First-time author Farrar here teams up with the Caldecott Honor–winning Plume (The Bremen Town Musicians, 1980, etc.) to capture signature poetic snapshots of the four seasons.
While global warming may make these 13 haiku noting distinctions among the seasons ever more historical as the years continue to come round, the evocative scenes Farrar paints are sure to inspire young readers to note cyclical changes in the natural world. And just in case these wonderfully imagistic poetic kernels or Plume’s warm, lushly hued watercolors miss their mark, readers can always turn to Farrar’s prose expositions on time and the seasons at the volume’s end. But the tight marriage of word and image present in the majority of these double-page spreads should render that explanatory annex unnecessary. Farrar excels in choosing natural elements and events that prove quintessentially seasonal. “Like tiny fallen / stars, fireflies quietly blink / their secrets at dusk” suggests the magical depth of a summer’s twilight without needing a syllable more. Similarly, Plume’s exquisite artistry renders a slightly more complex winter poem—“Each windowpane’s a / masterpiece, personally / signed: Your Friend, Jack Frost”—accessible through its abstract amalgam of blue, gray and white icy designs. Plume smartly avoids the temptation to overcompensate for the spareness of these 17-syllable works, lending to Farrar’s year outdoors graphic dimensions as vibrant as nature itself.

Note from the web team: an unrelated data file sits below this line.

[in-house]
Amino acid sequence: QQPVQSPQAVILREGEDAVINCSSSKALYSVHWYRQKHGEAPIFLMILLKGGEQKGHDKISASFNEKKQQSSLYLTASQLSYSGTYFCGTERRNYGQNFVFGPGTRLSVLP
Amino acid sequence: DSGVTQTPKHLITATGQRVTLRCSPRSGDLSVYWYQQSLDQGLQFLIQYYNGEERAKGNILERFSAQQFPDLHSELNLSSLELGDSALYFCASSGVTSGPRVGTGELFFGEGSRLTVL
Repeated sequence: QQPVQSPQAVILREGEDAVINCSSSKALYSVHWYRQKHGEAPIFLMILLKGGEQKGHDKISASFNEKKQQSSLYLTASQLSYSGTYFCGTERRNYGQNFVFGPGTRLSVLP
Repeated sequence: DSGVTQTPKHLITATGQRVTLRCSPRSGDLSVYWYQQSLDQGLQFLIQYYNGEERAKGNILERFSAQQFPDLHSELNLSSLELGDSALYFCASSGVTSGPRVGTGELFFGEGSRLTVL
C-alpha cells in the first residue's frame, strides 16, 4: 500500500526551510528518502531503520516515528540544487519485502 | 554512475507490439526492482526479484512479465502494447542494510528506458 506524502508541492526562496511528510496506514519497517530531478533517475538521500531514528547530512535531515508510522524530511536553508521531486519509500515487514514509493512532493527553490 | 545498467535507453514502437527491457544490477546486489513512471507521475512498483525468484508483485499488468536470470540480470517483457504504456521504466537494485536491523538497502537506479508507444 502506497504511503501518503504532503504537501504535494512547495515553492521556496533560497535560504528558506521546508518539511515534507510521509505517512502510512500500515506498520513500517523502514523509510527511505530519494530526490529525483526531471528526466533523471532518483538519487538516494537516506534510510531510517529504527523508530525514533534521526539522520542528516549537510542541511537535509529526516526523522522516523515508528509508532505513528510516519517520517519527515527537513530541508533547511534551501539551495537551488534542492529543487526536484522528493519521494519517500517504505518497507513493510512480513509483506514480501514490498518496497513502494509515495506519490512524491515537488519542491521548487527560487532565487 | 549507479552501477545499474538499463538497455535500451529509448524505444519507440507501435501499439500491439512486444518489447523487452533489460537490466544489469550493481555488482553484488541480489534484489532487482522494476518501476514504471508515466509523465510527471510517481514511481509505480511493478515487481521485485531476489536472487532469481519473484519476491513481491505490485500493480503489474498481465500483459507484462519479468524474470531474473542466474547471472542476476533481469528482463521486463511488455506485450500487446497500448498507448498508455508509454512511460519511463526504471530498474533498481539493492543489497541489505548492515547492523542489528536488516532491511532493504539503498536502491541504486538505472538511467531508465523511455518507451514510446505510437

A richly illustrated view of the seasons through haiku. (Picture book/poetry. 4-8)